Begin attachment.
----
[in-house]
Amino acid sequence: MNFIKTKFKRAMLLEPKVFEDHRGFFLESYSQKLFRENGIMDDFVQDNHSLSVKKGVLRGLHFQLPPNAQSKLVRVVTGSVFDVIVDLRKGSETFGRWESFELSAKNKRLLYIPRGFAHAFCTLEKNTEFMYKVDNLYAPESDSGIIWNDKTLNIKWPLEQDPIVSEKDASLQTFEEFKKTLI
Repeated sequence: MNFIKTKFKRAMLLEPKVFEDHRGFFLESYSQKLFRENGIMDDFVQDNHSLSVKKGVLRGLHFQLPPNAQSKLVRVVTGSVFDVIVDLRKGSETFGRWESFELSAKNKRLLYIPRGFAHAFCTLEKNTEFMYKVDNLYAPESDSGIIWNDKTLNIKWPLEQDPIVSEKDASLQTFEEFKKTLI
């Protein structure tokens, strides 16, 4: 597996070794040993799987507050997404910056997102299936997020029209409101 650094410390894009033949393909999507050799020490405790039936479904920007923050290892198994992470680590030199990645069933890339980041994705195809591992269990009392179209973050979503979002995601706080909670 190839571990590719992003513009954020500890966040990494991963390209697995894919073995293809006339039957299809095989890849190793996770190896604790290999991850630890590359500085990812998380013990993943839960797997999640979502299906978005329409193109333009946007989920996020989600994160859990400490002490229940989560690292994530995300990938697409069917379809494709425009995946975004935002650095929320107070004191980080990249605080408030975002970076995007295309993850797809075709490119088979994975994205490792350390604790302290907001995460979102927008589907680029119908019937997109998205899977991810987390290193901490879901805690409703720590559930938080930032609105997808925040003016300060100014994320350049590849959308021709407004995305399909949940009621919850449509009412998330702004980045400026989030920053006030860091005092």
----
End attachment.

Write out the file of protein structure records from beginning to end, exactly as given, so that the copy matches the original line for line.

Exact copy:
[in-house]
Amino acid sequence: MNFIKTKFKRAMLLEPKVFEDHRGFFLESYSQKLFRENGIMDDFVQDNHSLSVKKGVLRGLHFQLPPNAQSKLVRVVTGSVFDVIVDLRKGSETFGRWESFELSAKNKRLLYIPRGFAHAFCTLEKNTEFMYKVDNLYAPESDSGIIWNDKTLNIKWPLEQDPIVSEKDASLQTFEEFKKTLI
Repeated sequence: MNFIKTKFKRAMLLEPKVFEDHRGFFLESYSQKLFRENGIMDDFVQDNHSLSVKKGVLRGLHFQLPPNAQSKLVRVVTGSVFDVIVDLRKGSETFGRWESFELSAKNKRLLYIPRGFAHAFCTLEKNTEFMYKVDNLYAPESDSGIIWNDKTLNIKWPLEQDPIVSEKDASLQTFEEFKKTLI
């Protein structure tokens, strides 16, 4: 597996070794040993799987507050997404910056997102299936997020029209409101 650094410390894009033949393909999507050799020490405790039936479904920007923050290892198994992470680590030199990645069933890339980041994705195809591992269990009392179209973050979503979002995601706080909670 190839571990590719992003513009954020500890966040990494991963390209697995894919073995293809006339039957299809095989890849190793996770190896604790290999991850630890590359500085990812998380013990993943839960797997999640979502299906978005329409193109333009946007989920996020989600994160859990400490002490229940989560690292994530995300990938697409069917379809494709425009995946975004935002650095929320107070004191980080990249605080408030975002970076995007295309993850797809075709490119088979994975994205490792350390604790302290907001995460979102927008589907680029119908019937997109998205899977991810987390290193901490879901805690409703720590559930938080930032609105997808925040003016300060100014994320350049590849959308021709407004995305399909949940009621919850449509009412998330702004980045400026989030920053006030860091005092």